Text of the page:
6. Give yourself a break. We are human beings, not human doings. If it all gets to be too much, it’s okay to shut down for a while.
Homemade Chicken Massaman Curry

How are you getting through?

Taking Stock

Early mornings are my favorite time. Before everyone is up, there I am, with a book or my computer and my cup of coffee, enjoying the quiet of being alone before the world starts up around me.

Yesterday morning after I put a pot of eggs to hard boil on the stove, I sat in the living room, which was still cozy warm from the previous night’s fire in the wood stove, and illuminated by the lights on the Christmas tree. With just a few days to my favorite holiday, we are starting to slow down. There’s still much to do – I am late to getting the last few packages in the mail (this is true every year), we still haven’t gotten much wrapped and there’s some baking to be done. But all of our shopping is complete, Eli continues to create Elf on the Shelf magic with our house elf, Elphidelphia, most nights and other than a lot of wrapping still to do, which I actually enjoy, there’s just not a ton left to manage.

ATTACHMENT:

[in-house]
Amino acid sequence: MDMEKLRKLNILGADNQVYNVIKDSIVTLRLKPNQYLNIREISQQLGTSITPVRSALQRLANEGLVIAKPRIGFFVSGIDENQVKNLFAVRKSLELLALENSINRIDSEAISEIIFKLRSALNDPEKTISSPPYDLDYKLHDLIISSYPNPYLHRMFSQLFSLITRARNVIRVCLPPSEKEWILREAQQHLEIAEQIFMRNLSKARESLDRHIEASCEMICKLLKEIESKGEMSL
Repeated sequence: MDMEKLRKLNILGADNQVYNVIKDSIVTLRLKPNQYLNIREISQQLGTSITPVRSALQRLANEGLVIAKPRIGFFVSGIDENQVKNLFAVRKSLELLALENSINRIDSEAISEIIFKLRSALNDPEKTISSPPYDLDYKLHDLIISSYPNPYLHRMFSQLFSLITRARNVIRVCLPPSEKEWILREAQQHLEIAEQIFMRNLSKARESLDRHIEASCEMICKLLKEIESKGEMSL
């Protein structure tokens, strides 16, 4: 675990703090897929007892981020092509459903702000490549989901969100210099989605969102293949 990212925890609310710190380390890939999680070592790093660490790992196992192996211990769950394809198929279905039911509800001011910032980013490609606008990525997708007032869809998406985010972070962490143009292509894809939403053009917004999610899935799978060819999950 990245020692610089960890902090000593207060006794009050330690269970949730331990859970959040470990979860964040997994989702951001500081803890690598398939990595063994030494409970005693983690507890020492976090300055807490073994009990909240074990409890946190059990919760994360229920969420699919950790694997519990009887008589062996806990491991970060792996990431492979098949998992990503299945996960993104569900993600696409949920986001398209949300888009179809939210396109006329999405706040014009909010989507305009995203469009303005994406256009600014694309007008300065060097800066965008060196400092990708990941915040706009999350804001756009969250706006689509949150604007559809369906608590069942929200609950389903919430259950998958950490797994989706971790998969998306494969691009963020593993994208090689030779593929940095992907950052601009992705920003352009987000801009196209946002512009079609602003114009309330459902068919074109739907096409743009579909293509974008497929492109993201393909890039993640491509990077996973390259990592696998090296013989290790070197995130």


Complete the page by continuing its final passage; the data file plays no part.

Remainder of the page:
This year we will not spend our Christmas Eve with my parents or Christmas Day with my former in-laws. We can’t – we made the decision a couple weeks ago to put the kids into a school that is open and in-person 5 days a week, and so all semblance of assured safety for those around us is gone. It was the right decision, but it comes tinged with regret. Our cozy 9 month long bubble popped, and now we go out into the world again, just as infections rage all around me. I can’t say it doesn’t worry me, but I also know it’s what the kids needed. So we rolled the dice, and the outcome is now one of crossing our fingers and hoping that the other families there are as careful as ours.

So Christmas will be simple, with a lovely cheese board and a ham and some simple, pre-prepped side dishes for lunch. Eli, I, my ex and the kids are the sum total of the humans we will be with, and for this year that’s just fine.